Thriving School Psych Thriving Students

Beware the Ides of March…

I wrote this post in my head at about 4am this Saturday morning, when I awoke with anxiety about next school year. The past few weeks, every teacher’s lounge and every staff meeting has been doom-and-gloom about the state of our school district’s education budget being slashed. Symbolically, every March 15th, in budget shortfall years, staff get “you might be laid off” letters. This year, we may lose some school psychologists for the first time in my 9 years in the profession. It’s bad, people.

I may even be laid off due to an administrative rule that puts me in the same category as a first year employee, despite 9 years of experience. I switched districts and I worked part time some of my years, so basically none of my years count in seniority. Awesome. The way layoffs go down in a school district is not by performance, evaluations, or any other reasonable criteria, but by “last hired, first fired” or in my case, “let go because you worked part time a few years.” Some of the most talented teachers I know are in their first or second years in the profession, and they are the first to be cut.

So friends, I sincerely hope that I don’t have to change the name of my blog from “Notes from the School Psychologist Blog” to “Notes from the Former School Psychologist Who Now Works in the Private Sector with no Health Insurance but Still Believes in Public Education and Can’t Work There With Kids Who Need it Blog.” Not as catchy.

Even if I am spared my job, the budget picture is bleak. My school principals have had to cut most support staff. That means that my placement at my middle school would be only four hours a week and my placement at my elementary school would also be a whopping four hours. Goodbye counseling services, goodbye teacher and parent consultation, parent support groups, counseling groups, prevention activities, and all the things I love. Hello testing one kid, writing a report, going to a meeting and leaving. I will be sad to tell my students I see in counseling that I can no longer see them. Sorry about your abandonment issues, poppits.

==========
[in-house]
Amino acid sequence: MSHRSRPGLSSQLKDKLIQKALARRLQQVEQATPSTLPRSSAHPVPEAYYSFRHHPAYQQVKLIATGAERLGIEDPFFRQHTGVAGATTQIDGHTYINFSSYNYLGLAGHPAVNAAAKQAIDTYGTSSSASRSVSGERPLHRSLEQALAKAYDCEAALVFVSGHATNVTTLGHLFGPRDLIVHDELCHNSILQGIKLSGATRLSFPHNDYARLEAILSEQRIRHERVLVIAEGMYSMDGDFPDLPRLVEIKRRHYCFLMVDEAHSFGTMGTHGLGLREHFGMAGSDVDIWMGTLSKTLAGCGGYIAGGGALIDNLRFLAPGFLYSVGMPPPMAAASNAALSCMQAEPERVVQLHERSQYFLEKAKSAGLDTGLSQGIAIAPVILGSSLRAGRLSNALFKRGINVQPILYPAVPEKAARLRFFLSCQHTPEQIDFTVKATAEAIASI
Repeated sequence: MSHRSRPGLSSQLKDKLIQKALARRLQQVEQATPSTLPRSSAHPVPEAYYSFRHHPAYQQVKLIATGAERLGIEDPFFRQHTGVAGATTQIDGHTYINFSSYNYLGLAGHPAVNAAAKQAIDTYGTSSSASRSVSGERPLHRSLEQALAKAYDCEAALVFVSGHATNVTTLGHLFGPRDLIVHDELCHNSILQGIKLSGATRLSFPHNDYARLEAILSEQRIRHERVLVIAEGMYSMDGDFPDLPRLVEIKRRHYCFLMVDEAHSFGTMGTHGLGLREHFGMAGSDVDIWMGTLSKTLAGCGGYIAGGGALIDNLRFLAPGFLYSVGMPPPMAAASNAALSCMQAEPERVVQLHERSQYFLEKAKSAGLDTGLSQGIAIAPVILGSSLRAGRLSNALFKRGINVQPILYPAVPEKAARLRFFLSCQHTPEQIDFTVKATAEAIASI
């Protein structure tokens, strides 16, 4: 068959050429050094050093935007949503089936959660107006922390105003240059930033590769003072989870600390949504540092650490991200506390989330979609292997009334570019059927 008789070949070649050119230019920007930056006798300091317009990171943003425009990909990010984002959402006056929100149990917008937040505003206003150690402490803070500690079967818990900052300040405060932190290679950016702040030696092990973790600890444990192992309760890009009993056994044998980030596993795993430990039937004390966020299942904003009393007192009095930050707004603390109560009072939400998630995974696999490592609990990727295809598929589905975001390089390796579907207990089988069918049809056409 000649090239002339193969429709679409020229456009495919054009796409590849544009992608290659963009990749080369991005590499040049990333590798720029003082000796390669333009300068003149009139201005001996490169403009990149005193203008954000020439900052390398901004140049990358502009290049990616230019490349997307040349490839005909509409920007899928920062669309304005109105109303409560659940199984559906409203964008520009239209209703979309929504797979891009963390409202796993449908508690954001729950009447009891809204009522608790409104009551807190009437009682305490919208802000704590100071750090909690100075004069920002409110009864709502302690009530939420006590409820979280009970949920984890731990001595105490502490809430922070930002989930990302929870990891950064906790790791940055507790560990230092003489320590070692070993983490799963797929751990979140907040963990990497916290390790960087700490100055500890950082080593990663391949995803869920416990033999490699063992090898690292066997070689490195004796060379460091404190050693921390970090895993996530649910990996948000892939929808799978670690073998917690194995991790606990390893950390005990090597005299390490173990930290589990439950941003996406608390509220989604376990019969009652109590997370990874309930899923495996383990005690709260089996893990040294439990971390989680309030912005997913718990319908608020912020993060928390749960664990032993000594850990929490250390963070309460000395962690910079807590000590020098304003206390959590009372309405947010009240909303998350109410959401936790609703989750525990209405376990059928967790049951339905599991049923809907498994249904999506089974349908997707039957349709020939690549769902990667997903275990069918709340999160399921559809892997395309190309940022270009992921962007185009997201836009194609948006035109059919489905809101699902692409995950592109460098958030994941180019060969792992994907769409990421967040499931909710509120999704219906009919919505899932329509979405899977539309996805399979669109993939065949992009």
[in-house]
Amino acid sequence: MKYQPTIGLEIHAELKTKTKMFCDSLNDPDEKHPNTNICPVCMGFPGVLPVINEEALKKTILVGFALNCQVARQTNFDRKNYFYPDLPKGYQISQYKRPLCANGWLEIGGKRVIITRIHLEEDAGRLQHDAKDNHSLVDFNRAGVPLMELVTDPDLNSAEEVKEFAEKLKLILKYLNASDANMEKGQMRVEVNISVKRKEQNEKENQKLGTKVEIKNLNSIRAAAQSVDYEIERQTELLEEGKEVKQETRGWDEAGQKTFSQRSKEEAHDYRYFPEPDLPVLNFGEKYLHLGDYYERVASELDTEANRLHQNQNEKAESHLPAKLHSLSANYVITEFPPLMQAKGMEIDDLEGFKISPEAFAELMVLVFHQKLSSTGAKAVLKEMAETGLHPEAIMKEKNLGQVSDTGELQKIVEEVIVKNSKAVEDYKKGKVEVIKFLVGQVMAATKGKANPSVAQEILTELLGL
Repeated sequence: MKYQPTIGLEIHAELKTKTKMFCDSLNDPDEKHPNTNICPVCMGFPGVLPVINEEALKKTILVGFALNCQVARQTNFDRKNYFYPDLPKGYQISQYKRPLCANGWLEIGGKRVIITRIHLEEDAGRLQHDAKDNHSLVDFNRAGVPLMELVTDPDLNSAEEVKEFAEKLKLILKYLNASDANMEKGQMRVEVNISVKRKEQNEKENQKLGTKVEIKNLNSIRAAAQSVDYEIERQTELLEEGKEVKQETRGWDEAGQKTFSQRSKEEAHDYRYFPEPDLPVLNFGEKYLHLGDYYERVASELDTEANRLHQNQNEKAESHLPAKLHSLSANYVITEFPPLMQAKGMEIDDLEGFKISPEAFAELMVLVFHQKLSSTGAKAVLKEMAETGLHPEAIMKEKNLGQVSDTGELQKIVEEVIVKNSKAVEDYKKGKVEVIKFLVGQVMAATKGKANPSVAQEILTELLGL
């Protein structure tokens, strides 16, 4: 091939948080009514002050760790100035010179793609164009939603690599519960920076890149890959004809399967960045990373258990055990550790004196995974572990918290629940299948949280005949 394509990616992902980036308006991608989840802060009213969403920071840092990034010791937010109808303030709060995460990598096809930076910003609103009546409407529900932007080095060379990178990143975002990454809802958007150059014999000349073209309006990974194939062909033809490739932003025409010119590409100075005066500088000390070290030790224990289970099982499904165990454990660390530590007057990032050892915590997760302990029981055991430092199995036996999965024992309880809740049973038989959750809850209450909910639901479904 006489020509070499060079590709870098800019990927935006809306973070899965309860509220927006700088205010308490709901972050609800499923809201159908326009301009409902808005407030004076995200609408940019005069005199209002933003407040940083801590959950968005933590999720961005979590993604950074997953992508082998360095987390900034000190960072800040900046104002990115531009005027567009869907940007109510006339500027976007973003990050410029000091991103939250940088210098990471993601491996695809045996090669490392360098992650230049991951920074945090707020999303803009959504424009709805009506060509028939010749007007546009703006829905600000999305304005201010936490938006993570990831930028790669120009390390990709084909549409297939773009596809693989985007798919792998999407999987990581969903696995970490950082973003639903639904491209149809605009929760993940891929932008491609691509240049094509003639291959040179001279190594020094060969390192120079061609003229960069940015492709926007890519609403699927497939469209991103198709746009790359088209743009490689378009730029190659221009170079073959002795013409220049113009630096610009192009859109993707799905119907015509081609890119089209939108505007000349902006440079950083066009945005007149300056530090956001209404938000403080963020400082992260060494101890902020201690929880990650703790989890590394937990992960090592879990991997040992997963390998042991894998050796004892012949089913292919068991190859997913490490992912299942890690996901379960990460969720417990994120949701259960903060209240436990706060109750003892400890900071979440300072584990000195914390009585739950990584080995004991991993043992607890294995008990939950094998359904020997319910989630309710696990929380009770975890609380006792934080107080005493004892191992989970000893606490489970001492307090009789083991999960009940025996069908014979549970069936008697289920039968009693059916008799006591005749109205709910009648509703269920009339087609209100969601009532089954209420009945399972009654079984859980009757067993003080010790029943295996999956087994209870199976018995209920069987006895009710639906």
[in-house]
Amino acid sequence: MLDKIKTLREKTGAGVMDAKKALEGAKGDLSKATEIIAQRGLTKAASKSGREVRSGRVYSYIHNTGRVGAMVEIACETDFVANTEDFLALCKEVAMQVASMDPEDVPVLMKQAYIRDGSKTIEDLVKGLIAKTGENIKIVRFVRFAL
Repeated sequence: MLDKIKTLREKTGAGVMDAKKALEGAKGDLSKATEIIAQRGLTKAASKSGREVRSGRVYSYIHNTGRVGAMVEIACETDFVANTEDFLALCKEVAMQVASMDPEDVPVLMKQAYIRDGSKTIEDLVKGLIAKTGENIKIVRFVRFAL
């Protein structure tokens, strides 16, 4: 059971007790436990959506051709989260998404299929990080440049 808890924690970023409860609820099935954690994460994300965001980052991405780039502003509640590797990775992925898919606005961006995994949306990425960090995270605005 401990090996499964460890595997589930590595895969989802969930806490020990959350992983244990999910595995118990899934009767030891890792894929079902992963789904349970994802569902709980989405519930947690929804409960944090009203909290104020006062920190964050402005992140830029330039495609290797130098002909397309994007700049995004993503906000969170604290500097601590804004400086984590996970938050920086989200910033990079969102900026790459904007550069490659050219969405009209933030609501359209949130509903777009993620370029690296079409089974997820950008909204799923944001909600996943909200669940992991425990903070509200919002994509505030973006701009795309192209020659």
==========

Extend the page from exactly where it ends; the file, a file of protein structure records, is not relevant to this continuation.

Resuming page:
My schools have also had to cut all supply budgets. No copier repair funds, no supplies. What enrages me is that I bet Goldman Sachs has never spent a day without a functioning copier or pens and pencils. I bet the Bank of America CEO and his cronies have never had to share one pen with three other people in a cramped janitor’s closet. Why can we bail out the foolios who got us in the recession and turn our backs on the students and teachers? Oh, and how much are we spending in Afghanistan again? Ah that’s right 6.7 billion per month. Do you know what California schools could do with just one month of the war budget? I rarely get all political on this blog, but I see how our kids and school staff will be suffering at no fault of their own, and I have a deep sense of sadness and anger.

I wish I could put a more positive spin on this post. All I can do is to encourage anyone who lives in a city where there will be a special election about funding for schools, please, please, I beg you to get your family and friends to vote for a small increase in tax to keep public schools functioning. I just hope our neighbors aren’t penny-wise and pound-foolish. Investment in smaller class sizes, mental health professionals, quality teachers, and supplies to learn prevents school failure and the high cost of special education, not to mention the societal cost of drop out.

As for the Ides of March, I will be stalking the mailman on the 15th to see if I have been stabbed in the back 23 times by the Congress, just like Julius Caesar. Stay tuned…

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Comments on Beware the Ides of March…

  1. Anonymous says:

    nicely stated. In Texas, it's just a bleak.

  2. Anonymous says:

    As a first year, part-time, teacher in San Francisco, I already have a nice vintage pink slip all ready to wear under my dress on the 15th. I may as well meet a bleak and demoralizing situation with matching clothing!

  3. Anonymous says: